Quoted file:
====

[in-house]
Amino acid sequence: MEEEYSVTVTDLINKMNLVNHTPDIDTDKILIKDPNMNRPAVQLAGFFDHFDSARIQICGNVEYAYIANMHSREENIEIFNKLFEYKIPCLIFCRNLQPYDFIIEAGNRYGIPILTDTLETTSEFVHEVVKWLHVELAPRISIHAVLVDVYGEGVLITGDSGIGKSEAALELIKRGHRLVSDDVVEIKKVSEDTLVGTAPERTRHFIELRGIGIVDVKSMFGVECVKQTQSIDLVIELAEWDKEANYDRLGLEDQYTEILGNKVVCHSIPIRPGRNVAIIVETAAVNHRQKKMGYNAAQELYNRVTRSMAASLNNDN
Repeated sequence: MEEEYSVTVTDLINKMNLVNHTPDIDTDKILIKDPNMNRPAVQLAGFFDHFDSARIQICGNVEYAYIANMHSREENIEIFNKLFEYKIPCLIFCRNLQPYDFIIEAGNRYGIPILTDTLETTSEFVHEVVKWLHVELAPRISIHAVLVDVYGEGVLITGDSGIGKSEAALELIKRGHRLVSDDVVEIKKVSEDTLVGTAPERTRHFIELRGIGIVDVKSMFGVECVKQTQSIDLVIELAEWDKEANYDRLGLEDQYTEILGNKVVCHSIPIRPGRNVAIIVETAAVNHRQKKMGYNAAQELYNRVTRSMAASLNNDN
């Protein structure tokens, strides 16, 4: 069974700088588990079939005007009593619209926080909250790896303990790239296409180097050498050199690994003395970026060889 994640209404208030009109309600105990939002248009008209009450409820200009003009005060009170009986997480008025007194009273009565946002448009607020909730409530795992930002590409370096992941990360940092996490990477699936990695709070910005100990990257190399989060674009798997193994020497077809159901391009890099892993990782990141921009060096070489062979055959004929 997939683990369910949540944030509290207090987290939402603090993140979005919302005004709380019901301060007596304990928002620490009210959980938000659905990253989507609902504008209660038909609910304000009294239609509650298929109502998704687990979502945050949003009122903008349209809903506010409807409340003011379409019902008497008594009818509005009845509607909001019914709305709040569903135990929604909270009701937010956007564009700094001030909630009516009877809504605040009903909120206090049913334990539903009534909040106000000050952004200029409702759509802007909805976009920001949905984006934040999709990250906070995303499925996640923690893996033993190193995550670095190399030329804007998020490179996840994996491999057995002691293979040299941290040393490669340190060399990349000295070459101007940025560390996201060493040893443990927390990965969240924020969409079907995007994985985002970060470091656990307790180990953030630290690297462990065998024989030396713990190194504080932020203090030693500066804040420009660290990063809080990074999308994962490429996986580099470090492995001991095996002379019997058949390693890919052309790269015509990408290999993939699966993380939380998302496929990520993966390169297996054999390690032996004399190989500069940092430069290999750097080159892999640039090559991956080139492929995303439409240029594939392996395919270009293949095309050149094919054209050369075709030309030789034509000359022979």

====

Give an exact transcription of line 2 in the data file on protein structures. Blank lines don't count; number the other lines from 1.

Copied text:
Amino acid sequence: MEEEYSVTVTDLINKMNLVNHTPDIDTDKILIKDPNMNRPAVQLAGFFDHFDSARIQICGNVEYAYIANMHSREENIEIFNKLFEYKIPCLIFCRNLQPYDFIIEAGNRYGIPILTDTLETTSEFVHEVVKWLHVELAPRISIHAVLVDVYGEGVLITGDSGIGKSEAALELIKRGHRLVSDDVVEIKKVSEDTLVGTAPERTRHFIELRGIGIVDVKSMFGVECVKQTQSIDLVIELAEWDKEANYDRLGLEDQYTEILGNKVVCHSIPIRPGRNVAIIVETAAVNHRQKKMGYNAAQELYNRVTRSMAASLNNDN